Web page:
Coffey lives in the perpetual “now” of an almost zen-like state, never really worrying about the future or concerned about the past. While this can be a positive boon to one’s peace of mind, it means that a lot of avenues of play are closed off.

Coffey, in particular, is burdened almost constantly by the pain of the world, and given his mental state of “now-ness”, he never sees it getting any better.

This is one reason why he eventually gave up on living.

The Power of the White Compels You

Whether it is of any particular use in this story or in its genre, Coffey definitely has the True Faith DC Heroes Advantage. He is very obviously to anyone who knows him touched by God, or as King describes it in other SKU works, “a servant of the White”.

King’s universal philosophy of religion has God as a much more impersonal force than in standard Christian iconography. ”The White” is the general force for Good, also called Reason or the Purpose) and unlike the force of Evil (known as “The Random” , the Beast” or “The Crimson King”), generally does not interfere directly in the Universe.

The White acts through its servants, and often only as a last resort, or simply to lend them the strength they require to persevere on their own.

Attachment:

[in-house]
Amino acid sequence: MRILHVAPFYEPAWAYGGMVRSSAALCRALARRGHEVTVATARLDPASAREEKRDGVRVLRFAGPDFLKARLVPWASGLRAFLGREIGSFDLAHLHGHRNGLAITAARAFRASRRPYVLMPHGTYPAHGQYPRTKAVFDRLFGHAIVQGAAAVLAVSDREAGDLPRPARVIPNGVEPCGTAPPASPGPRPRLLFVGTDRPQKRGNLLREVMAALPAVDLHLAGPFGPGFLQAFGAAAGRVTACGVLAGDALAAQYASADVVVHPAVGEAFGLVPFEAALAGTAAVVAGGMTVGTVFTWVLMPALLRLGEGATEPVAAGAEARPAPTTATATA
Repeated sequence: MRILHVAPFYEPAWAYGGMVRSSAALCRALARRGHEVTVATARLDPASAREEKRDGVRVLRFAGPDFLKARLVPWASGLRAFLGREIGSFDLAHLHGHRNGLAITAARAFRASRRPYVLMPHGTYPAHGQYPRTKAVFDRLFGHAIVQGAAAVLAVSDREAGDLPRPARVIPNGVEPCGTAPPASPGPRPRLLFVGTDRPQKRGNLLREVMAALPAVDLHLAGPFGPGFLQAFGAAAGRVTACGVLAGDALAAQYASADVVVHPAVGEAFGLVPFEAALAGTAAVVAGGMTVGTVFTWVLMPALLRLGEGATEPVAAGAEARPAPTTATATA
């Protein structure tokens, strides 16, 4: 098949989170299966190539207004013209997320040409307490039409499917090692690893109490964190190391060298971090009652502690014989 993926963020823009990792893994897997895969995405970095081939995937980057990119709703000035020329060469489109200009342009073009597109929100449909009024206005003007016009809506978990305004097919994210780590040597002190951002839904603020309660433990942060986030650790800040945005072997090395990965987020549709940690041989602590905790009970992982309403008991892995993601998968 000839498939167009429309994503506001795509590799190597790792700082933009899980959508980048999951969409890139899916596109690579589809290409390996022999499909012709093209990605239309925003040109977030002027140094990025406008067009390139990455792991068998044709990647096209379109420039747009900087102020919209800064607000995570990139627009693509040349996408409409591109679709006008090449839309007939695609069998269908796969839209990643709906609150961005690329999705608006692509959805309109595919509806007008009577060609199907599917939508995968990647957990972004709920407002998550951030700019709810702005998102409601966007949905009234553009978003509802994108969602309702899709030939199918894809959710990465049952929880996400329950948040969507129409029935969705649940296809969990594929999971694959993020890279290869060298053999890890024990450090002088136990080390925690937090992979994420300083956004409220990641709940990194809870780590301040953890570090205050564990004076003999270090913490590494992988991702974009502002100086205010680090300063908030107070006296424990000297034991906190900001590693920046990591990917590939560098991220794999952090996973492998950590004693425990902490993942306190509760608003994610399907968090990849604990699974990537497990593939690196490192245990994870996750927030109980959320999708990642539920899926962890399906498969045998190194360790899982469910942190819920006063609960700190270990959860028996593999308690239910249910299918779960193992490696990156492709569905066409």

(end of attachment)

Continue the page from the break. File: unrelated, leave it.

The White makes no overt appearance in The Green Mile, but as Coffey is one of its servants, its influence is still subtly felt.


HD version of the official movie trailer.


The Green Mile is a story told in flashback by an elderly Paul Edgecombe in a nursing home. He tells a friend about the summer of 1932 when he was a corrections officer in charge of Death Row inmates in Louisiana’s Cold Mountain Penitentiary (the book does not mention the state Cold Mountain is in, but it is in the Deep South).

His domain was called “The Green Mile” because the condemned prisoners walking to their execution are said to be walking “the last mile” here, on a stretch of concrete floor painted lime-green. The main feature of the cellblock was “Old Sparky”, the electric chair.

One day, a new inmate arrives, John Coffey, a muscular 7-plus foot tall African-American man convicted of raping and killing two young white girls.

Upon being escorted to his cell, he demonstrates a “gentle giant” character—keeping to himself, afraid of the dark and being moved to tears on occasion. Soon enough, Coffey reveals his extraordinary healing powers by healing Edgecombe’s urinary tract infection and resurrecting a mouse.

Later, he would heal the terminally ill wife of Warden Hal Moores, who had a brain tumor the size of a lemon. Although it is clear that Coffey has a degree of control over his power, when asked to explain it, he merely says that he “took it back.”

Big house

At the same time, Percy Wetmore, a violent, sadistic, and potentially mentally ill guard who takes pleasure in intimidating and injuring inmates, exasperates everyone else in the cellblock. He “knows people, big people” (he was the nephew of the governor’s wife), preventing Edgecombe or anybody else from doing anything significant to curb his contentious behavior.